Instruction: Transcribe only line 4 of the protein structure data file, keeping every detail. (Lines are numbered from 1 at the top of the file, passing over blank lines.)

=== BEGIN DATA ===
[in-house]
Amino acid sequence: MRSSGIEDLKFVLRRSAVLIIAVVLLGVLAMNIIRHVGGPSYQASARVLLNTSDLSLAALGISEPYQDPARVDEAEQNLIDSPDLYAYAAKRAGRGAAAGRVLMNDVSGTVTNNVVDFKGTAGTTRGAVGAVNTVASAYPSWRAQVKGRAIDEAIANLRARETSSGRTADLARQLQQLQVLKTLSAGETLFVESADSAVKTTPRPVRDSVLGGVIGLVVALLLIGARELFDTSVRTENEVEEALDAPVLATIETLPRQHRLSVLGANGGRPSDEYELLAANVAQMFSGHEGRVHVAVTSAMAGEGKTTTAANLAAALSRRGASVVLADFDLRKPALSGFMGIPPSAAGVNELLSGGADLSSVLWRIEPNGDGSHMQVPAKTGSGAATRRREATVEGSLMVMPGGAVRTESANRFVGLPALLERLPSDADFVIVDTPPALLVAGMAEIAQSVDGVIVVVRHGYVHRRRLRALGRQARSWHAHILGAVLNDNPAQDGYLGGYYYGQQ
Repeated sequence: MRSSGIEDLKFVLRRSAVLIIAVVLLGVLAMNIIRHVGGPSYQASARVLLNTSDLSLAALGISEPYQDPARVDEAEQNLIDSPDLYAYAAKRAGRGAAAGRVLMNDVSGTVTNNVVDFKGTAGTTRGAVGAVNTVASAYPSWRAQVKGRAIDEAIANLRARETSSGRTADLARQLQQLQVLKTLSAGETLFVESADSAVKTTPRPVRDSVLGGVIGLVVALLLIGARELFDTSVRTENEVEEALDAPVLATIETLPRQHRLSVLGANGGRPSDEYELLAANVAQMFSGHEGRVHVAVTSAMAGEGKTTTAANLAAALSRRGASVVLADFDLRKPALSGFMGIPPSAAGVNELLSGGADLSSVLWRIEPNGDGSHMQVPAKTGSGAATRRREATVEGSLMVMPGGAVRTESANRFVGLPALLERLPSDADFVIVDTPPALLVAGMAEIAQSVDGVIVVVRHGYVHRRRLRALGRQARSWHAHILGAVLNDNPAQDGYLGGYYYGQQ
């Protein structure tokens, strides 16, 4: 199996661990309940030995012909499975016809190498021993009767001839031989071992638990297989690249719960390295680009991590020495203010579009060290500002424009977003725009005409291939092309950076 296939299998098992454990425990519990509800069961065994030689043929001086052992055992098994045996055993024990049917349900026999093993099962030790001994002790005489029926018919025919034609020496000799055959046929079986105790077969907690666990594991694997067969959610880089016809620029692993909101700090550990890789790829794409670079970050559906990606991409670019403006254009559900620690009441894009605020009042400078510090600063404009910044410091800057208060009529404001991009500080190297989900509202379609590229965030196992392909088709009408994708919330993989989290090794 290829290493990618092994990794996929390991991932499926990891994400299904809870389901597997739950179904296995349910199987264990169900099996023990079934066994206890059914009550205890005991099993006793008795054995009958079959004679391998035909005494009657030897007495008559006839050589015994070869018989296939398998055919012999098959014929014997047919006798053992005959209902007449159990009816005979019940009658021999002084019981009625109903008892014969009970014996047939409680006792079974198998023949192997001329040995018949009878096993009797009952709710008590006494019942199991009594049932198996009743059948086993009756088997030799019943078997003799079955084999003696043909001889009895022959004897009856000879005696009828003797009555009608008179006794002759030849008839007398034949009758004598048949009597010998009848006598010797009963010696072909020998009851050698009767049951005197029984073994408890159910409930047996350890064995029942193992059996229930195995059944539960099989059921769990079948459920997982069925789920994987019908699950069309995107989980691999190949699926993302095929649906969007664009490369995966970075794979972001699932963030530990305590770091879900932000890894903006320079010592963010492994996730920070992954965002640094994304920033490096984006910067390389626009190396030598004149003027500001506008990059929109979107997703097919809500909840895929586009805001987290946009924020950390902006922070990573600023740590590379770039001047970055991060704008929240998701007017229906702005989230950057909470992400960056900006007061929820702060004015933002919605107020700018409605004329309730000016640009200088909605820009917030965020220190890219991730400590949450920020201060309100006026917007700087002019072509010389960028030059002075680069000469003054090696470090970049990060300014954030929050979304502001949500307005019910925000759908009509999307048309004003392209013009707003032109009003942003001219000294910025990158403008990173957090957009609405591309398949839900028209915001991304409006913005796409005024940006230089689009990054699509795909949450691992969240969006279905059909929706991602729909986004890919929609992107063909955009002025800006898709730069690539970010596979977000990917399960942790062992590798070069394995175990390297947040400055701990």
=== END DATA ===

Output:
């Protein structure tokens, strides 16, 4: 199996661990309940030995012909499975016809190498021993009767001839031989071992638990297989690249719960390295680009991590020495203010579009060290500002424009977003725009005409291939092309950076 296939299998098992454990425990519990509800069961065994030689043929001086052992055992098994045996055993024990049917349900026999093993099962030790001994002790005489029926018919025919034609020496000799055959046929079986105790077969907690666990594991694997067969959610880089016809620029692993909101700090550990890789790829794409670079970050559906990606991409670019403006254009559900620690009441894009605020009042400078510090600063404009910044410091800057208060009529404001991009500080190297989900509202379609590229965030196992392909088709009408994708919330993989989290090794 290829290493990618092994990794996929390991991932499926990891994400299904809870389901597997739950179904296995349910199987264990169900099996023990079934066994206890059914009550205890005991099993006793008795054995009958079959004679391998035909005494009657030897007495008559006839050589015994070869018989296939398998055919012999098959014929014997047919006798053992005959209902007449159990009816005979019940009658021999002084019981009625109903008892014969009970014996047939409680006792079974198998023949192997001329040995018949009878096993009797009952709710008590006494019942199991009594049932198996009743059948086993009756088997030799019943078997003799079955084999003696043909001889009895022959004897009856000879005696009828003797009555009608008179006794002759030849008839007398034949009758004598048949009597010998009848006598010797009963010696072909020998009851050698009767049951005197029984073994408890159910409930047996350890064995029942193992059996229930195995059944539960099989059921769990079948459920997982069925789920994987019908699950069309995107989980691999190949699926993302095929649906969007664009490369995966970075794979972001699932963030530990305590770091879900932000890894903006320079010592963010492994996730920070992954965002640094994304920033490096984006910067390389626009190396030598004149003027500001506008990059929109979107997703097919809500909840895929586009805001987290946009924020950390902006922070990573600023740590590379770039001047970055991060704008929240998701007017229906702005989230950057909470992400960056900006007061929820702060004015933002919605107020700018409605004329309730000016640009200088909605820009917030965020220190890219991730400590949450920020201060309100006026917007700087002019072509010389960028030059002075680069000469003054090696470090970049990060300014954030929050979304502001949500307005019910925000759908009509999307048309004003392209013009707003032109009003942003001219000294910025990158403008990173957090957009609405591309398949839900028209915001991304409006913005796409005024940006230089689009990054699509795909949450691992969240969006279905059909929706991602729909986004890919929609992107063909955009002025800006898709730069690539970010596979977000990917399960942790062992590798070069394995175990390297947040400055701990």